100 Amp Subpanel

Discussion in 'Electrical Forum discussion & Blog' started by tsingerjr, Jun 5, 2012.

  1. tsingerjr

    tsingerjr New Member

    Messages:
    13
    I've added a 100 amp Sq D subpanel off of a Seimens 200 amp service. The cable I used has 4 wires (1 black - hot, 1 red & black - hot, 1 black & white - neutrel and a ground). My question is where these wires go into the 200 amp service. I'm assuming the following:

    1) The 2 hots get connected to the 100 amp breaker in the main panel.
    2) The black & white gets connected to the left side of the panel on the neutral side
    3) The ground gets connected to the ground bar on the right side


    *** I've attached pics of both the sub and main panels***

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  2. hj

    hj Moderator & Master Plumber Staff Member

    Messages:
    26,270
    Location:
    Cave Creek, Arizona
    Your description sounds correct. The photos do absolutely nothing to clarify the description.
  3. Chad Schloss

    Chad Schloss Member

    Messages:
    328
    Location:
    USA
    remember to keep neutral wires on the neutral bar, and keep grounds on the ground bar. they need to be separated in the subpanel. you should also 'recode' that neutral wire with white tape, like they did in your main panel, just so everyone who may look at that panel knows that it is neutral.
  4. jwelectric

    jwelectric Electrical Contractor/Instructor

    Messages:
    2,529
    Location:
    North Carolina
    Let’s hope that if that #4 is copper the breaker is not larger than 70 amps and if it is aluminum the breaker is no larger than 50 amps
  5. Speedy Petey

    Speedy Petey Licensed Electrical Contractor

    Messages:
    988
    Location:
    NY State, USA
    Can you explain this a little better?
    SE cable is excluded from 334.80, so why the restriction to the 60 deg C column? Are you assuming that it is installed in insulated spaces?
    And also why the round down for AL to 50A?
  6. jimbo

    jimbo Plumber

    Messages:
    8,997
    Location:
    San Diego
    Can a "black and white" wire be neutral?
  7. hj

    hj Moderator & Master Plumber Staff Member

    Messages:
    26,270
    Location:
    Cave Creek, Arizona
    He is assuming that your wires are #4, although I have not seen anything to indicate that that is the case. In fact, although we have nothing to compare sizes with, the wires in the right hand panel do NOT seem to be thich enough for #4. Aluminum wire has less capacity than copper wires of the same gauge . Three wires in a "cable" also have reduced capacity compared to single wires in "open air".
  8. ActionDave

    ActionDave Electrician

    Messages:
    345
    Location:
    Colorado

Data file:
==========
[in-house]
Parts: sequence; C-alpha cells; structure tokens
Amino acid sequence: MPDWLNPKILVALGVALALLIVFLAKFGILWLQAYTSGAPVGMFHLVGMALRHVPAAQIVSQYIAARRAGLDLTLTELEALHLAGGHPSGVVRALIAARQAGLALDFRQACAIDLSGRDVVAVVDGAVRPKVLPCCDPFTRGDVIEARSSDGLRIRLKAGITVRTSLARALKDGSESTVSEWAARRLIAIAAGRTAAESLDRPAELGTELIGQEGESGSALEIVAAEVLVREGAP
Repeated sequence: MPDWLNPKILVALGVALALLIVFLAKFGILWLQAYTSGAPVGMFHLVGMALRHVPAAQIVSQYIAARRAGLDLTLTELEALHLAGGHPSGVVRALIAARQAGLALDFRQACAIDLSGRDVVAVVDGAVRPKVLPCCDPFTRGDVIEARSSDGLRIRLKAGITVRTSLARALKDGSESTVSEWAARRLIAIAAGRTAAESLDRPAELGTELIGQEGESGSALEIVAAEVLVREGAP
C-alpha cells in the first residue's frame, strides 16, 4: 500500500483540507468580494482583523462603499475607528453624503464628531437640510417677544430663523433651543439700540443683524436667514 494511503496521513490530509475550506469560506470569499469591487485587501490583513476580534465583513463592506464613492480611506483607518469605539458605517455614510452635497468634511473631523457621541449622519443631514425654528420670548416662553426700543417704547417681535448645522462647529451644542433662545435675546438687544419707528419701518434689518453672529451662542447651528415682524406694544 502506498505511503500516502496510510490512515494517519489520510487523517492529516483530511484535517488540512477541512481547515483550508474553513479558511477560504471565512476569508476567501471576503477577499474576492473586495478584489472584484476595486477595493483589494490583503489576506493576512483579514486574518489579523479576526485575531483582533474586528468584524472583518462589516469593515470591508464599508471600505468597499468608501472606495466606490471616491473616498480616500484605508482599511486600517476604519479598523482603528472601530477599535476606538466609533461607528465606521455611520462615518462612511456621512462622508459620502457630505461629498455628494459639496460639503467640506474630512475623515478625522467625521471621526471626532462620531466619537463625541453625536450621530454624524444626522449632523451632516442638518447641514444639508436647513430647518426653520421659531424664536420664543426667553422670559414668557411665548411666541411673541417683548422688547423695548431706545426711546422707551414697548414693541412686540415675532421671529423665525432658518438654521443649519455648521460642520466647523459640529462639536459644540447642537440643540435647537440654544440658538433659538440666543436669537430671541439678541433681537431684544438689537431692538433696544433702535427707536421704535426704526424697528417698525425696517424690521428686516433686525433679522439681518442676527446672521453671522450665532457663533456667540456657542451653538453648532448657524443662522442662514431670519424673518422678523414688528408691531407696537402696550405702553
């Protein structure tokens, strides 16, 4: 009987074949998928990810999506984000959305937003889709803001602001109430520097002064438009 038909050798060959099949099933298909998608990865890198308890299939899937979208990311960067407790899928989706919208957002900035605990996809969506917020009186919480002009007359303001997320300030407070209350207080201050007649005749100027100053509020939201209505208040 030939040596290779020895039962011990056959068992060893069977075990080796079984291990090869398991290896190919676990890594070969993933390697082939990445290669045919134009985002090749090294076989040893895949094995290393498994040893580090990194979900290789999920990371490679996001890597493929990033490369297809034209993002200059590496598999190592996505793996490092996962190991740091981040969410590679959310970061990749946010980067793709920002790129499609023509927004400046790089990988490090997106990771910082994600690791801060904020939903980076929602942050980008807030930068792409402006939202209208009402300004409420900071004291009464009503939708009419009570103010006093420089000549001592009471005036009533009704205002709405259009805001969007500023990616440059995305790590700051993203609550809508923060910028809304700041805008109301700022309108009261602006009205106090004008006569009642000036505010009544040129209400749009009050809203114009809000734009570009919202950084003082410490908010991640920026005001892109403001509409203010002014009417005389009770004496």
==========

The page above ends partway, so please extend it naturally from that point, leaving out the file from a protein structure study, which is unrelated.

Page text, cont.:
Yes, as long as the stripes are continuous and there are three of them.
  9. Homeownerinburb

    Homeownerinburb New Member

    Messages:
    525
    Location:
    Los Angeles, CA USA
    The fact that the panel is rated to 100 amps does not necessitate protecting it at that level. Certainly it could be protected at no more than 60 amp. Obviously the wire between the two panels drives the size of the breaker protecting it in the main panel.

    The sub panel also needs to either have no more than six breakers or it needs a main breaker. Classically at the same size as the breaker in the main panel.
    Last edited: Jun 6, 2012
  10. Speedy Petey

    Speedy Petey Licensed Electrical Contractor

    Messages:
    988
    Location:
    NY State, USA
    Since this is fed with SER cable I can only assume it is within the same building as the main. The "six throws" or service disconnect rule does not apply.
  11. jwelectric

    jwelectric Electrical Contractor/Instructor

    Messages:
    2,529
    Location:
    North Carolina
    You are correct I did misread the first post. He said 4 conductor cable not size 4, My bad
  12. tsingerjr

    tsingerjr New Member

    Messages:
    13
    So I have the subpanel connected to the main panel. I wanted to use the interlock and connect my generator to the subpanel and use that as the transfer switch Is this possible?
  13. jwelectric

    jwelectric Electrical Contractor/Instructor

    Messages:
    2,529
    Location:
    North Carolina
    Are you planning on putting the generator on the main lug remote panel?

    If so how do you plan on turning off the main lug panel?
  14. tsingerjr

    tsingerjr New Member

    Messages:
    13
    I guess thats the part that Im struggling with. If I put it in the remote panel, would i have to add a breaker to shut off the feed to the main panel?
    Last edited: Jun 10, 2012
  15. jwelectric

    jwelectric Electrical Contractor/Instructor

    Messages:
    2,529
    Location:
    North Carolina
    When installing a generator the switching MUST be done in a way that the utility and the generator cannot be on at the same time.

    In the event of a power failure and the generator is in use and then the power comes back on if the utility is able to energize the same circuits as the generator all hell will break loose and the generator is destroyed as well as any damage to the panels.

    If the utility power is not shut off and the generator is started the voltage will be back fed to the transformer and a lineman could be hurt or even killed. Should this happen you can bet your bottom dollar that trouble is in store for whoever wired the generator to the panel as well as the one who started it up.

    If what you are connecting is one of the standalone generators there is a lot more to it than connecting it to the panel. In the event something goes wrong the damage could be catastrophic as well as the financial cost should you be sued.

    On this type of installation I suggest you hire a well-established electrical contractor.
  16. tsingerjr

    tsingerjr New Member

    Messages:
    13
    Thats what I plan on doing! Thanks
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